Earlier this year a woman drove straight down the farm road into the river and drowned here. 

Lot of history on a river.   

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Monday, August 07, 2017

Things Seen in the Woods...

I spend a good bit of time out and about in the great outdoors. Bad thing about that is so do other humans. If you follow on these pages you have seen things I find. I don't make photos of out and out garbage because face it, it is there to be seen on most Texas Highways and country roads and we have all seen the fast food wrappers and big giant soda cups that are 20 miles from the nearest outlet of hunger gratification. I like to make photos of things that seem like people have gone to a good bit of trouble to dump in the woods. Things that might well have been disposed of very easily in the proper way. Last week we took a cruise on the Angelina River after it comes out of the Sam Rayburn Lake Dam and I spotted a couple of things that while they may not be out and out litter certainly were worth the photo. 

Here is the first thing. Looks like a 1972 walk through windshield Glastron boat. Walk through windshield is what we called these boats when I was a kid. Looks like Glastron still makes a boat like this and it's much sleeker, cooler and they call it a bowrider. My best guess is that a raging wall of water 40 to 50 feet higher that the level you see here lodged a boat swept from it's moorings high on this river bluff. I might be wrong. It could have been a late night drunken boat launch plan that that was meant to avoid the possible DWI a drive to the boat ramp would court and then just went all wrong from there.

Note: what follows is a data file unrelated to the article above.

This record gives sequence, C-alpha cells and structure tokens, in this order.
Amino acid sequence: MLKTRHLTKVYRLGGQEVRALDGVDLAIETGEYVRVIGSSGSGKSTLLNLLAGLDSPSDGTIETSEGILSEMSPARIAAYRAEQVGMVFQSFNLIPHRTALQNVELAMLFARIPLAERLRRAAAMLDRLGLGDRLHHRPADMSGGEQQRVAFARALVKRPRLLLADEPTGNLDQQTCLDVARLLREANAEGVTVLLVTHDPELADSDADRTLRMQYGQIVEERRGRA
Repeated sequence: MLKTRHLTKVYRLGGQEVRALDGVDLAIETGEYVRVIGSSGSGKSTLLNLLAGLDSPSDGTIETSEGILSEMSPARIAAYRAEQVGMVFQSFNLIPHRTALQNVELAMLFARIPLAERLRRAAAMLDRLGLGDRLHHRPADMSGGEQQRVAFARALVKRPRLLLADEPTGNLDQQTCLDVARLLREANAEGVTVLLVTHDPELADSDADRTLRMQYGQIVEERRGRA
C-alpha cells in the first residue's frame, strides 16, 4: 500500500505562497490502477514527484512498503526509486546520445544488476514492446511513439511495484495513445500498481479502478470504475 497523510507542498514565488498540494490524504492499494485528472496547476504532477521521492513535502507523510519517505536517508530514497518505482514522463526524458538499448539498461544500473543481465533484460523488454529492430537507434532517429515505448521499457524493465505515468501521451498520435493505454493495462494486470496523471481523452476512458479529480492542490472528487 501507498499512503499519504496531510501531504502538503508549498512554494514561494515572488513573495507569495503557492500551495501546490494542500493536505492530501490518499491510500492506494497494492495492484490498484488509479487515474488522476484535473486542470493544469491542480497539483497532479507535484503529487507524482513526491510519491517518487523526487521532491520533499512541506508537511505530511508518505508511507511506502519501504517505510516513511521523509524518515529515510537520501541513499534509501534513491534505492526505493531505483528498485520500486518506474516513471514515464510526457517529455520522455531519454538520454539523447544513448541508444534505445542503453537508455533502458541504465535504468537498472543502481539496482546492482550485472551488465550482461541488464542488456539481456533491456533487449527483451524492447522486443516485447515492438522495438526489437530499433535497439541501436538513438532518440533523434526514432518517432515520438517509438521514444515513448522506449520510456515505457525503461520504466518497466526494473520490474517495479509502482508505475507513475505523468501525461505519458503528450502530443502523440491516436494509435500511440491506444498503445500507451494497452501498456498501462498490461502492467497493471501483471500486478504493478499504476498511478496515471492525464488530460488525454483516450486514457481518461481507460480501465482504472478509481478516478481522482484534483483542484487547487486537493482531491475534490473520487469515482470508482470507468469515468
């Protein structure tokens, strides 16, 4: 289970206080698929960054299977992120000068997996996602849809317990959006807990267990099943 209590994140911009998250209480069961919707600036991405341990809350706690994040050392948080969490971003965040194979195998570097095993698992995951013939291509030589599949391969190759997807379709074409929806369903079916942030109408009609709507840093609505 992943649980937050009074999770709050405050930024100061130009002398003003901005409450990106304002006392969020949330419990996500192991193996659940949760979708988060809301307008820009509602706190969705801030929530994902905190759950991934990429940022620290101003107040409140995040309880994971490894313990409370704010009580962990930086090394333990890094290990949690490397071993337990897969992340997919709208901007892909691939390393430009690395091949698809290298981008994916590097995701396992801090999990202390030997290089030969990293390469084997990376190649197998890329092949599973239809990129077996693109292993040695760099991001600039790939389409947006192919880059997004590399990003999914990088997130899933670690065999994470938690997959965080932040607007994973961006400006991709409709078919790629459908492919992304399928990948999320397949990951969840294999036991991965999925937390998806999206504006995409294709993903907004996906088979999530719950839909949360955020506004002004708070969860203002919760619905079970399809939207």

You still see one of these tubs now and then on the lake. I have even seen one tied up to an oil rig snapper fishing a windless late summer Gulf of Mexico day. With the price of a modern bass boat running 60 thou I bet you could have this up and running $10,000 easy. 

Warren keeps a look out on the river cruise. 

Ok what's this? I guess you could say maybe it was a frugal man's attempt at some erosion control. There are quite a number of nice looking houses all along the river and there are various ways that land owners have protected their property. This installation looks like 75 toilet bowels exploded.     

I mean if this was in a third world country would we applaud the resourcefulness of the wretchedly ethnic people? Does it look like a good idea to you? 

Somehow I could not make a photo that really did this justice. 

Cruise on, see what you can see. Haul your trash out. Tie your boat up well. Use and reuse I guess. 

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"...I know I've seen that face before," Big Jim was thinking to himself "Maybe down in Mexico or a picture up on somebody's shelf..."Bob Dylan from "Lilly Rosemary and the Jack of Hearts